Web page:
At Home with DM
At Home with Not Vital
Song-I Saba talks with the Swiss artist about creating his own wonderland
Swiss artist Not Vital (b. 1948) is a sculptor, painter, draftsman, architect, and nomad whose singular approach to work, life, and adventure defies easy categorization. Eluding neat art world labels, he has built an inspirational career creating “SCARCH,” a term he coined to describe his unique combination of site-specific sculpture and architecture.
Tracing his practice from Switzerland, New York, and Italy, to Niger, China, Latin America, and Southeast Asia, Not’s first definitive monograph was released by Skira last month. Not Vital: Sculpture by curator and art historian Alma Zevi offers an intimate look at one of the art world’s true originals.
After a lifetime of exploring and leaving his mark in the farthest reaches of the world, Not returned to Switzerland to create a private/public wonderland. Near his picturesque hometown of Sent in the Engadine Valley, Not took over a handful of properties—including a 12th-century castle—and set up his living space, foundation, studio, and sculpture park, which he installed with a selection of his works alongside his own international art collection, showcasing his long standing interests in folklore, nature, and identity.
I reached out to Not to discuss his multidisciplinary approach, his collection, and how he thinks about “home” now.
Song-I Saba: Your practice has undoubtedly been heavily influenced by your experiences living and working across the globe. What have you collected during your nomadic travels and why?
Not Vital: Since my youth, I have had a big interest in collecting books—old books. I have a library here in Engadin of Rumantsch books printed between the 16th and 19th centuries. Also, when I went to Africa, I started collecting handwritten manuscripts of the Quran. The Tuareg, since they are nomadic, don't have artifacts apart from silver jewelry. From the beginning of my frequent travels to Niger, I have been fascinated by books of the Quran.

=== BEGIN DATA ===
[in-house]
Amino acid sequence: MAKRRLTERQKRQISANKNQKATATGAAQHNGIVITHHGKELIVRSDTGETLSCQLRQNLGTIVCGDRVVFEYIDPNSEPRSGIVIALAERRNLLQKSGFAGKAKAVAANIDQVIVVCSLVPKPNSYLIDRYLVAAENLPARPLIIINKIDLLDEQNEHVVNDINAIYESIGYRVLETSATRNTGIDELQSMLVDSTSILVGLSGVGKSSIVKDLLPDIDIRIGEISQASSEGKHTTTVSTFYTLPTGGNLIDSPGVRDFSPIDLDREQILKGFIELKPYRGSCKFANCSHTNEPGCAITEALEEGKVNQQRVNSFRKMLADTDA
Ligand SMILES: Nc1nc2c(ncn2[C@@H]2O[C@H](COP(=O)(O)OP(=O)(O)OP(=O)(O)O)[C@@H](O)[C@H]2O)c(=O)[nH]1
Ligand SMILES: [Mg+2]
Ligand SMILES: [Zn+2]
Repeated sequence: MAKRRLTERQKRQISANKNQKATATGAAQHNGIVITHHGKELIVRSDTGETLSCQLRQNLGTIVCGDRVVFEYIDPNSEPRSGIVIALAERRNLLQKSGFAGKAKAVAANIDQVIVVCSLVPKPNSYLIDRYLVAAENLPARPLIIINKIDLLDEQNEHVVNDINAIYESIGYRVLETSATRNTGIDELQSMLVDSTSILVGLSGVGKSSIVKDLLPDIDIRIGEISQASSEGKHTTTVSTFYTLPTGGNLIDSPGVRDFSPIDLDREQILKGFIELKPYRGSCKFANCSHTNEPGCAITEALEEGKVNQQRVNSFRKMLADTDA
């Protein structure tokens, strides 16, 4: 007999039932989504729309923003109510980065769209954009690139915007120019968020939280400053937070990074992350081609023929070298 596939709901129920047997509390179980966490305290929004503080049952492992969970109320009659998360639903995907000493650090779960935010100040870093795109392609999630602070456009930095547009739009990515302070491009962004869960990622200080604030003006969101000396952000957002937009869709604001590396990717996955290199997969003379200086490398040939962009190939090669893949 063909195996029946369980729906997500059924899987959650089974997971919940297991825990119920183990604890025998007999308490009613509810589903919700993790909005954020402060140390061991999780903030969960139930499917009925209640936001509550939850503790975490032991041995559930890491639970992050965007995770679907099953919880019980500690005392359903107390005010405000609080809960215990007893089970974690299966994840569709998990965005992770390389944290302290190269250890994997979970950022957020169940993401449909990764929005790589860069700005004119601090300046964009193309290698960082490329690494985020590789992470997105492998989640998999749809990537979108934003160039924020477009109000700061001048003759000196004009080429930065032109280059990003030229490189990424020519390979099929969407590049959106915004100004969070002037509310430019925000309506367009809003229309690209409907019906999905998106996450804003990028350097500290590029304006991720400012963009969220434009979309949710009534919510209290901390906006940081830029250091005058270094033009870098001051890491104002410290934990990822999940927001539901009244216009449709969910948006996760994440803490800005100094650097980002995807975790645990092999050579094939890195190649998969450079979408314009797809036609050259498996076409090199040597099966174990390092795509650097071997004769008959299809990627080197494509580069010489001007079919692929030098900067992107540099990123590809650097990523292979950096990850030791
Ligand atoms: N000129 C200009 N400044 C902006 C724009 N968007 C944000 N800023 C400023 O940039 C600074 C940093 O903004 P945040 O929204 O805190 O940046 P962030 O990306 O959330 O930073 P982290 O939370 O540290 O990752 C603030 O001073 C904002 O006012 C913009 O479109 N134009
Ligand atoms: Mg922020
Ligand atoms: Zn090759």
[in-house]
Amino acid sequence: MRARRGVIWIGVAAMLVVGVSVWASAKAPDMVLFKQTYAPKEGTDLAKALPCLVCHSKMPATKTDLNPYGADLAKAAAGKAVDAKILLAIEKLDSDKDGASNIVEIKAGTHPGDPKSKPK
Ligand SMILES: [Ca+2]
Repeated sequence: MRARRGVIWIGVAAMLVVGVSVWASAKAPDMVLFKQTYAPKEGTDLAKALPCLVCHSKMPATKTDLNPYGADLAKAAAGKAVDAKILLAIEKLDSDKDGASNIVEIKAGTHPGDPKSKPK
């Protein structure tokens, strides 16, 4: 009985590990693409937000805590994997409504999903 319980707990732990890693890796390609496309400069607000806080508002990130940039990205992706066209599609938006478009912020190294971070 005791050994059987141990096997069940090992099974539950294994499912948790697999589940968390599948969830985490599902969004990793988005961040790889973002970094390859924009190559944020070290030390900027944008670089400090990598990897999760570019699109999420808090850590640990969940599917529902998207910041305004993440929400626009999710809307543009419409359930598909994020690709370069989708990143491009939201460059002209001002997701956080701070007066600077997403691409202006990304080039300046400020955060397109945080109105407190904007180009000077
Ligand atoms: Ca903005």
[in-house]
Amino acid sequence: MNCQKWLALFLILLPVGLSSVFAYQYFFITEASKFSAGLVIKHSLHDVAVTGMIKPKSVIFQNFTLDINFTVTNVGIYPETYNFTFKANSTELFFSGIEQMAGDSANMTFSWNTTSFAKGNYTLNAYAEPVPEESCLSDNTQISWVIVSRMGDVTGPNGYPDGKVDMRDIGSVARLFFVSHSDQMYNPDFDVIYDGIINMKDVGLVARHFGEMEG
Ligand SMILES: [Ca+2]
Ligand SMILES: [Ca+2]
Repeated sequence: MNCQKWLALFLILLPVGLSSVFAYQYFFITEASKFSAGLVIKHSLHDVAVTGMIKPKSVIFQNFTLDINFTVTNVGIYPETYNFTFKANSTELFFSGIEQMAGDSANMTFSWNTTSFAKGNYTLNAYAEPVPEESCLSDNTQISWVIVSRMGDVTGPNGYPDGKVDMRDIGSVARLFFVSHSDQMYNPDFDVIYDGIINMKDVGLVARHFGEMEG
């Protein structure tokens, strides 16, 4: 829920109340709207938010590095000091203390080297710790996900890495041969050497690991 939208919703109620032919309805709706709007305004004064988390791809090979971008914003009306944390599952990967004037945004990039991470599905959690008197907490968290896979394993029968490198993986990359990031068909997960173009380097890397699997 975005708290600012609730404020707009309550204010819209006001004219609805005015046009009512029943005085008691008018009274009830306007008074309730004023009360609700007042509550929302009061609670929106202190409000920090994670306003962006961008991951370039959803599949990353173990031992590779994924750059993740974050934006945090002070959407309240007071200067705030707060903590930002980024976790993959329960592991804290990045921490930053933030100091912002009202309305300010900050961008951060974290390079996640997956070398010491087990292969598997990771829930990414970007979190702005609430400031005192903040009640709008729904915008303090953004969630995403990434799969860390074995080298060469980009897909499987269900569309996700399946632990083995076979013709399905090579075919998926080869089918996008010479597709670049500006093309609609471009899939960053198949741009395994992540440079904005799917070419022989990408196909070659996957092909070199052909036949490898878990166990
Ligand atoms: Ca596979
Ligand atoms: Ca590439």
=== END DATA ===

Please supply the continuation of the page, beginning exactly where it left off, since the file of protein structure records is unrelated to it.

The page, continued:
SS: What draws you to specific objects?
NV: The form. I don't read the Quran; I don't know how to read it. I like to possess it as an object—almost as a sculpture.
SS: What draws you to specific places?
NV: Mostly the names: Patagonia, Timbuktu, Tonga, Flores, etc. Also the far location of these places. All my interventions are in remote areas of the world.
SS: After many years of living abroad, you have brought works from international artists back to your hometown of Sent. What does “home” mean to you now?
NV: “Home” in Engadin means having my own country, my own place, because it is surrounded by other countries. I can walk to Italy in the South and to Austria in the North. Two different countries, two different languages, two different religions, and a very isolated and beautiful valley.
SS: Looking back on your multidisciplinary career to date, what advice would you give a younger version of yourself?
NV: To do the same things, to repeat what I did, maybe in a more ephemeral way. If I were young again, maybe I would like to be a musician or a dancer or a torero.
SS: You speak of building tree houses as a child, and architecture later became a pillar of your practice. What can contemporary artists learn from architects?
NV: It is more the other way around, where architects can learn from sculptors. But what we sculptors can learn from architects is size. They are building habitats you can enter. To build a sculpture as big as you can enter, to build a sculpture so big that it becomes your habitat.
SS: Where to next?
NV: Japan and Mexico. ◆
Not Vital: Sculpture is available through Skira and your favorite book sellers.